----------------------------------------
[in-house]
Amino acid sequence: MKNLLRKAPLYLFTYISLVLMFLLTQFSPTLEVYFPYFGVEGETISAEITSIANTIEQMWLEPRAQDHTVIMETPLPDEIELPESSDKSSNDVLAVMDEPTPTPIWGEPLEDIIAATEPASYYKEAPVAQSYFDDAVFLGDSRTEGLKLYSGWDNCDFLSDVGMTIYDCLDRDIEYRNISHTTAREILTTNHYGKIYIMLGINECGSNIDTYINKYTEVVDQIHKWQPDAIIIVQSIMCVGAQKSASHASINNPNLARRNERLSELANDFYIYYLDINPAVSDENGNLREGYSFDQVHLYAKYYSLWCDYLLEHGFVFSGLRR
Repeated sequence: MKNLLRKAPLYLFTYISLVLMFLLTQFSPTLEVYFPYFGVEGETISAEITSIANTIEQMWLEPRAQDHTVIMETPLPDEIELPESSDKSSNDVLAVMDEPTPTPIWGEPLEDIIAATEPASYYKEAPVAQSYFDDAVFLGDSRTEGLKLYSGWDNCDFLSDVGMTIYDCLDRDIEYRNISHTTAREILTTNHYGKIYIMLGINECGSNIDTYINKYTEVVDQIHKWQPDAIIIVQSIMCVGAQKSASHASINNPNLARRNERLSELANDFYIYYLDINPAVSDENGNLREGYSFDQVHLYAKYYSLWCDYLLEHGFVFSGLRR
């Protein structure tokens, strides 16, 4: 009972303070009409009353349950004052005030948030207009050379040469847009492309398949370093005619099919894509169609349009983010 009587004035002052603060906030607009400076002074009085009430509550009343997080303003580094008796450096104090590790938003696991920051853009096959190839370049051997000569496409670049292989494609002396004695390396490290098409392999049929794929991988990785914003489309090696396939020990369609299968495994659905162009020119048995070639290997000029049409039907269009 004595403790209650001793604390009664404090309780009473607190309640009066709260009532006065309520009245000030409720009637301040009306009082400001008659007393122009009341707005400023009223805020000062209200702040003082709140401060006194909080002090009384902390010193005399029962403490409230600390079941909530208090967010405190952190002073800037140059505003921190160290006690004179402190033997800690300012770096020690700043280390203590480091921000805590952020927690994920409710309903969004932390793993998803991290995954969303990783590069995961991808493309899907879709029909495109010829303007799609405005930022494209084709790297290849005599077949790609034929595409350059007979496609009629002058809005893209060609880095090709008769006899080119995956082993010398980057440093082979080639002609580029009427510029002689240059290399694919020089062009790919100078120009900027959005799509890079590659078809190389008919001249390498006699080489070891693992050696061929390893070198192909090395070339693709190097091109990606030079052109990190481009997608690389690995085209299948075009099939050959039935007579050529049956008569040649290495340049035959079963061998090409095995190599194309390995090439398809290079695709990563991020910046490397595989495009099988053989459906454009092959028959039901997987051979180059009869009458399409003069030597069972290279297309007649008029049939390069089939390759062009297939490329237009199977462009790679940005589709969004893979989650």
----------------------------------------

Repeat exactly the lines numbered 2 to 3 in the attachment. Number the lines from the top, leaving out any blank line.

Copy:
Amino acid sequence: MKNLLRKAPLYLFTYISLVLMFLLTQFSPTLEVYFPYFGVEGETISAEITSIANTIEQMWLEPRAQDHTVIMETPLPDEIELPESSDKSSNDVLAVMDEPTPTPIWGEPLEDIIAATEPASYYKEAPVAQSYFDDAVFLGDSRTEGLKLYSGWDNCDFLSDVGMTIYDCLDRDIEYRNISHTTAREILTTNHYGKIYIMLGINECGSNIDTYINKYTEVVDQIHKWQPDAIIIVQSIMCVGAQKSASHASINNPNLARRNERLSELANDFYIYYLDINPAVSDENGNLREGYSFDQVHLYAKYYSLWCDYLLEHGFVFSGLRR
Repeated sequence: MKNLLRKAPLYLFTYISLVLMFLLTQFSPTLEVYFPYFGVEGETISAEITSIANTIEQMWLEPRAQDHTVIMETPLPDEIELPESSDKSSNDVLAVMDEPTPTPIWGEPLEDIIAATEPASYYKEAPVAQSYFDDAVFLGDSRTEGLKLYSGWDNCDFLSDVGMTIYDCLDRDIEYRNISHTTAREILTTNHYGKIYIMLGINECGSNIDTYINKYTEVVDQIHKWQPDAIIIVQSIMCVGAQKSASHASINNPNLARRNERLSELANDFYIYYLDINPAVSDENGNLREGYSFDQVHLYAKYYSLWCDYLLEHGFVFSGLRR